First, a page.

Friday, 3 May 2013

#27 Barton Le Clay

#27 Barton Le Clay

Distance - 10.0 miles
Ascent - 217 metres

Two walks in two days?  I'm getting extravagate! Todays walk was a planned 8.5 mile wander around Barton Le Clay and the edge of the Chilterns.  The weather again was pretty perfect and warm enough for short sleeves and sunblock!  Nick was visiting from the South so I dragged him along.

The Chilterns

Heading North/east out of Barton Le Clay along the John Bunyan trail the path is wide, flat and easy walking.  The views are across open pleasant farmland with 'big' horizons.  The scarp slope of the Chilterns is obvious to one side and contrasts sharply with the flat farm land we was walking through. 

In Hexton we made a short stop at the Tea rooms so Nick could buy cake.  We had only been walking just shy of 2 miles so we couldn't really justify a full tea break!  The tea rooms are in the old village hall and are a mixture of tea rooms and country knick knacks stall.  The sort of place my mother would love I feel!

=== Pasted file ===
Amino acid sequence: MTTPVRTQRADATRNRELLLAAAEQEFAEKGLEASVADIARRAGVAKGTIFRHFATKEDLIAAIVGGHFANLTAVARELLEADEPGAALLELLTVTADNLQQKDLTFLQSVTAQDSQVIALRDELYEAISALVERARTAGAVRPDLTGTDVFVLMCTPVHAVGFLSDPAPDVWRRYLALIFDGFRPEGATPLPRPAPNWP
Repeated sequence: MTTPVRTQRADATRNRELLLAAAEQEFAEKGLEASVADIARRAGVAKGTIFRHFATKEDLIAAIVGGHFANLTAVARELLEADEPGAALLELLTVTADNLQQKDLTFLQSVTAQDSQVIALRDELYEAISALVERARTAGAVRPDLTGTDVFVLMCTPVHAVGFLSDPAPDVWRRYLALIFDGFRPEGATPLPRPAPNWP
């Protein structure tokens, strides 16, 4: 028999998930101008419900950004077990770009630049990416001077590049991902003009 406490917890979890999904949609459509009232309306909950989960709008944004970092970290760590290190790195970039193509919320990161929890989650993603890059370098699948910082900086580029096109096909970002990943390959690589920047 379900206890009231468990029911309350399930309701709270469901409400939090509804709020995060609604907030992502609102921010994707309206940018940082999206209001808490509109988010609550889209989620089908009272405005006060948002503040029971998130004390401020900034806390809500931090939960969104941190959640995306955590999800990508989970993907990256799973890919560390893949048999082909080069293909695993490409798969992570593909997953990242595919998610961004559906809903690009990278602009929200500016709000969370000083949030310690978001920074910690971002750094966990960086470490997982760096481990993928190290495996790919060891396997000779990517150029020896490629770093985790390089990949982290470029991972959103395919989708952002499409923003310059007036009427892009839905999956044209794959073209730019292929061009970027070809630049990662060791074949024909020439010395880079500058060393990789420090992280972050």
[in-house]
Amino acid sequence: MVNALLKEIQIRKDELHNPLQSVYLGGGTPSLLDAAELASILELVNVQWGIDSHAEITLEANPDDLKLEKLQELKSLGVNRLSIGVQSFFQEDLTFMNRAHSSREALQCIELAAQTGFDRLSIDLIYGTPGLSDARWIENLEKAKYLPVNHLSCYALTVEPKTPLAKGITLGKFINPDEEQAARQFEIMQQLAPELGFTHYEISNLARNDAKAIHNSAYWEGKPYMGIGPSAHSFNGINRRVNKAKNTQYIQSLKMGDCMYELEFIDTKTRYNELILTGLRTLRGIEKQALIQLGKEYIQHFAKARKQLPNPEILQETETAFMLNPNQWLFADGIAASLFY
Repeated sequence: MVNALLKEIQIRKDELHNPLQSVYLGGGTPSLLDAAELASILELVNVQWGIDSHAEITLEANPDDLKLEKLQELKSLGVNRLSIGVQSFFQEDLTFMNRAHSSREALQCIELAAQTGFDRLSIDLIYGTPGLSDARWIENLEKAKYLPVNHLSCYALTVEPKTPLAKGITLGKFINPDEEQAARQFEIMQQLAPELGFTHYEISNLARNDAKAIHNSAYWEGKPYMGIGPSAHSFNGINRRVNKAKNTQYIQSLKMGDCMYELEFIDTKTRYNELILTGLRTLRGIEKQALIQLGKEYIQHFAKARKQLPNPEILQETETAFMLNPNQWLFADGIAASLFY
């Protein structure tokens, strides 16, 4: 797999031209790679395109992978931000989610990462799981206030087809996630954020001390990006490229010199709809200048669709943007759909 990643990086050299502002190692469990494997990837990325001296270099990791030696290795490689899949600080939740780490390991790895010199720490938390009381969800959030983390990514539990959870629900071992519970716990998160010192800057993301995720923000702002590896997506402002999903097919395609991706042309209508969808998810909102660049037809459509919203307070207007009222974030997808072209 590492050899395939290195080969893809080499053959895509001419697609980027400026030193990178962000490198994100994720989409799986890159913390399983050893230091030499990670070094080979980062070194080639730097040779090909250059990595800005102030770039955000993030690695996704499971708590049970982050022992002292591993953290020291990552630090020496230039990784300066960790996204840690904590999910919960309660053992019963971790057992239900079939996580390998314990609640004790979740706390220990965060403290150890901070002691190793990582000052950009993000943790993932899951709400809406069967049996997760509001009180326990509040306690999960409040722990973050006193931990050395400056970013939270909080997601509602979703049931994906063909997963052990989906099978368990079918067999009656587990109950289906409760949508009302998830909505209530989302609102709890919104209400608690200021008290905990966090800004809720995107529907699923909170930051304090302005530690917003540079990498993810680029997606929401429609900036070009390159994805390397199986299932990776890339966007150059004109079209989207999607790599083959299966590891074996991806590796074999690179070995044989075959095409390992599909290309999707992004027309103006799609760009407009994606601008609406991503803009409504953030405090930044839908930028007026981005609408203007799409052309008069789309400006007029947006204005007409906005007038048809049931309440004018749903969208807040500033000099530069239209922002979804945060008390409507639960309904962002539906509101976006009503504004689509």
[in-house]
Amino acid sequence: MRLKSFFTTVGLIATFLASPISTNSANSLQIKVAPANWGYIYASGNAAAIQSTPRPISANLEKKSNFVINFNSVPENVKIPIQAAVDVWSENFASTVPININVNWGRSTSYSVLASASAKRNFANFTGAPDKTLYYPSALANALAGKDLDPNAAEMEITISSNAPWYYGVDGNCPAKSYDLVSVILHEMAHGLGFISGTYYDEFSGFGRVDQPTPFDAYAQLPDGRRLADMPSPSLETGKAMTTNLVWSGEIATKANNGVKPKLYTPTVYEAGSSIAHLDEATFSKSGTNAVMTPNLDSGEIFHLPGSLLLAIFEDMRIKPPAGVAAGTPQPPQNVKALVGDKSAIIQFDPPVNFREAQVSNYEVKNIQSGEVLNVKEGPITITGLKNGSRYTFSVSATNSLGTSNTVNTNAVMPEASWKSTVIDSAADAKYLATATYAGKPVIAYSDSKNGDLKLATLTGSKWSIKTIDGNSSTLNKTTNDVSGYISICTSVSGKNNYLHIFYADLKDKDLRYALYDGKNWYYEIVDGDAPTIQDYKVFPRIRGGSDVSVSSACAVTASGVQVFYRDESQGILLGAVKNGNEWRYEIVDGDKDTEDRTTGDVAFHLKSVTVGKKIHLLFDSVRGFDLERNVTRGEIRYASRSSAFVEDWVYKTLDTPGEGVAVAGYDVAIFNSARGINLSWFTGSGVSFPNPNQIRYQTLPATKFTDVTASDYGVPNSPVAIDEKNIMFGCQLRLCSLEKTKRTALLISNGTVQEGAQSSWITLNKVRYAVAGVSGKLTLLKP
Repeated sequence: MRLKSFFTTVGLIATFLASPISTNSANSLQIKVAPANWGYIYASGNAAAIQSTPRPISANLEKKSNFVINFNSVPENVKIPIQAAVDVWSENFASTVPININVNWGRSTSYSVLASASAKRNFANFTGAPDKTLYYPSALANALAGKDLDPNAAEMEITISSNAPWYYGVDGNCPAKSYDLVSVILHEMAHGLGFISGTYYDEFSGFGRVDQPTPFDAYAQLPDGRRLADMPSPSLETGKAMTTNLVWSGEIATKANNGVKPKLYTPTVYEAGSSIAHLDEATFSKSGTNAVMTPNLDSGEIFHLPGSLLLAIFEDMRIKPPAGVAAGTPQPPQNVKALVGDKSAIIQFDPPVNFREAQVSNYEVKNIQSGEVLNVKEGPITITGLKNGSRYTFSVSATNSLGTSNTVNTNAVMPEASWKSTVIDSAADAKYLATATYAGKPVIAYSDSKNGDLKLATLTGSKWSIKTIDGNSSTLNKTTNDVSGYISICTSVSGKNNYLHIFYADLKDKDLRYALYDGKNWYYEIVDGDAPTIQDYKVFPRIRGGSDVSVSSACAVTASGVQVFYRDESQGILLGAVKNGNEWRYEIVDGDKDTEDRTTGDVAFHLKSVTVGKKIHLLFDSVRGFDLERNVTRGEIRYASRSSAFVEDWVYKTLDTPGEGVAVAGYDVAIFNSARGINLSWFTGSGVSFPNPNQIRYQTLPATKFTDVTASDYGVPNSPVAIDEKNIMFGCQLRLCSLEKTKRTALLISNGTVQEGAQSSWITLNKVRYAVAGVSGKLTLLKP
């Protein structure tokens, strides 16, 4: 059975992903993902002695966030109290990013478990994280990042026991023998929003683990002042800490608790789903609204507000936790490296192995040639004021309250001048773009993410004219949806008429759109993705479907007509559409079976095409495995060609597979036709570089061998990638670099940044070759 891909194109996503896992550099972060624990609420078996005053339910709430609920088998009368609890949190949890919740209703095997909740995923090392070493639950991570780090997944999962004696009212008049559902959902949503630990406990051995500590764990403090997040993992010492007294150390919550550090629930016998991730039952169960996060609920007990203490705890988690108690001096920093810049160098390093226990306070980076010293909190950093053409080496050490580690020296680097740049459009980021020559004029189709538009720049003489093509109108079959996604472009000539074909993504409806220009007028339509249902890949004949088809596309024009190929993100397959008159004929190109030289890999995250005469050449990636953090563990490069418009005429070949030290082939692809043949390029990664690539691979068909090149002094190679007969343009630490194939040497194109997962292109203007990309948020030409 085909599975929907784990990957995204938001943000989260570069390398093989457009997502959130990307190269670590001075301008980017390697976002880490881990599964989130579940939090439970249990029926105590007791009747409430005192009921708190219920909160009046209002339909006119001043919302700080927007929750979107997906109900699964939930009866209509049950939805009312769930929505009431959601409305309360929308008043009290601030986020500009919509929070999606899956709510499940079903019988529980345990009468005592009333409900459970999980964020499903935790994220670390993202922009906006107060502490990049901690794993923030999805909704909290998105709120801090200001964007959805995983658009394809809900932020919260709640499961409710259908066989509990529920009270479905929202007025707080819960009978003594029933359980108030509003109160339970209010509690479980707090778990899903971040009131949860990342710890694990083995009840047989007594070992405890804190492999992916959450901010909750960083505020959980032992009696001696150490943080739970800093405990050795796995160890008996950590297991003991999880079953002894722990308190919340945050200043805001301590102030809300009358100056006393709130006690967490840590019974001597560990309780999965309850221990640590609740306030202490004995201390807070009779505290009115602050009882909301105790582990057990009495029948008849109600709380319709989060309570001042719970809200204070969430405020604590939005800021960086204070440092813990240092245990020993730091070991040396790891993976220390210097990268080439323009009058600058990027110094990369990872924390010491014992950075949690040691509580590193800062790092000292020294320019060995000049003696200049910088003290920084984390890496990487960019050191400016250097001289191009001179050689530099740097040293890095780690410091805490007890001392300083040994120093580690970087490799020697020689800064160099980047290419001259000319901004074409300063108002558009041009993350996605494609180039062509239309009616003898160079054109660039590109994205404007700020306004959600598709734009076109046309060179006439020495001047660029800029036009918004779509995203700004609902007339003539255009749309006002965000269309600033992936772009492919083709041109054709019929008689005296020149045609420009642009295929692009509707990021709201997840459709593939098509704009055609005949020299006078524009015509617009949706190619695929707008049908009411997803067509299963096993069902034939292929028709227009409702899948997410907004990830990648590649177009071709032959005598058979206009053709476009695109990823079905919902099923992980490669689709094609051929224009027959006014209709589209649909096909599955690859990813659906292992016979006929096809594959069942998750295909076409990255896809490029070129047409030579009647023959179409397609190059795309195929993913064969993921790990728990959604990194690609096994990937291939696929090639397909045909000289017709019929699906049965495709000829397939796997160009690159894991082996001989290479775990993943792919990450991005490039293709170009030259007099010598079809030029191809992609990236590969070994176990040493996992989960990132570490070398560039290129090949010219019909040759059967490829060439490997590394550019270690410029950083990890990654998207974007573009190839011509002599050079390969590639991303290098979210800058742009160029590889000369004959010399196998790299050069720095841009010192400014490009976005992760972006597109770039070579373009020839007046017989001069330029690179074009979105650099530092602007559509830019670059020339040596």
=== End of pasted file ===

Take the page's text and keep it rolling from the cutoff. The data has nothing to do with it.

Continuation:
At Pegston we had planned to head up into the Pegston hills then back towards Barton Le Clay, however we decided to extend the walk slightly (about 1.5 miles as it turned out) with an idea to have lunch at the top of deacon hill.  The path soon began the head upwards and came out along the edge of the Knocking Hoe nature reserve.  It was here that we saw 2 Red Kites, impressive looking birds, soaring on the thermals.

At the top of the Hoe was a nice bench and it would of been rude to wander past it.  Lunch was taken while watching the Kites doing their thing.  We soon after joined the Icknield Way Trail heading back towards Barton le clay.  There was a short section of road/verge walking along Hitchin Road but despite it being quite busy, the verge was wide and usable.

View from a bench
Along this section of the Icknield Way it reminded me greatly of the Peddars way, which isn't to surprising really being as they are both ancient paths that join together.  The farmland on top of the chalk escarpment is noticeable different to the land below.  I can't quite say how or why, it just looked an felt different, in some ways it was hard to imagine I was still in Bedfordshire.

The Icknield Way

The Icknield Way crossed the John Bunyan Trail and it was at this point we headed north in to the Barton Hills.  The scarp slope is quite sudden and dramatic (for this area!) and gives great views across the Bedfordshire plains. 

The Barton Hills

Good walk and perfect on a day like this.

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